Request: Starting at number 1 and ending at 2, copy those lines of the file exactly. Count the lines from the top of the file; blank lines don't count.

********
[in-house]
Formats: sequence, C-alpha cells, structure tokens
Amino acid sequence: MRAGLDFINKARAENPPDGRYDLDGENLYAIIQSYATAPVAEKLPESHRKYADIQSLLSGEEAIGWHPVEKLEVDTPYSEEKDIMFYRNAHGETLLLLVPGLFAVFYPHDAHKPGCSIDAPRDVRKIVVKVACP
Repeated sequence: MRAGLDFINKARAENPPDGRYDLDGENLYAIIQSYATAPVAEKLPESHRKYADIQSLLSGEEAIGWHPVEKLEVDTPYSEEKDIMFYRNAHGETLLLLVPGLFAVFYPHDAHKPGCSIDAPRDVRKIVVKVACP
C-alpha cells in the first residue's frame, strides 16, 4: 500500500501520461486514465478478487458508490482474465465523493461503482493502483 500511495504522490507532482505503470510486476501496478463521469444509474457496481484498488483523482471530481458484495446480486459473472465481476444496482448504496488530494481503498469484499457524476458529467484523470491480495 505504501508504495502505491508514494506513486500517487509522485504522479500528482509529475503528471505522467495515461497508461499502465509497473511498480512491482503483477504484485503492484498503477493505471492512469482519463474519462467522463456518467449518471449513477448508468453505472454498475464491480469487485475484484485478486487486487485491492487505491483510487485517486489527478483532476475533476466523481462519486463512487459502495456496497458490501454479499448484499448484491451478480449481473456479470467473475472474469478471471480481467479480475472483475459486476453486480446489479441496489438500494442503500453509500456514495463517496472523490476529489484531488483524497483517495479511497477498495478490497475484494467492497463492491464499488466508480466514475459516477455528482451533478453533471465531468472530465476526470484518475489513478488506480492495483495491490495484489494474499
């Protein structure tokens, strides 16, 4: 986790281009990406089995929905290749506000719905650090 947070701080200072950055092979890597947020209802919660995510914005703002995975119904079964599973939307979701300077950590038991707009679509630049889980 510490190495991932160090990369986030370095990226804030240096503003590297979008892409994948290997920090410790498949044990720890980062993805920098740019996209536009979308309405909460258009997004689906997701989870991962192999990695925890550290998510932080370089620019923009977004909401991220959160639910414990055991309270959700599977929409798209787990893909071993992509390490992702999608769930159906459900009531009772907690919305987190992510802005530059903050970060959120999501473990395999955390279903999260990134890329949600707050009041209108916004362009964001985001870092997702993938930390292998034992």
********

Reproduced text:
[in-house]
Formats: sequence, C-alpha cells, structure tokens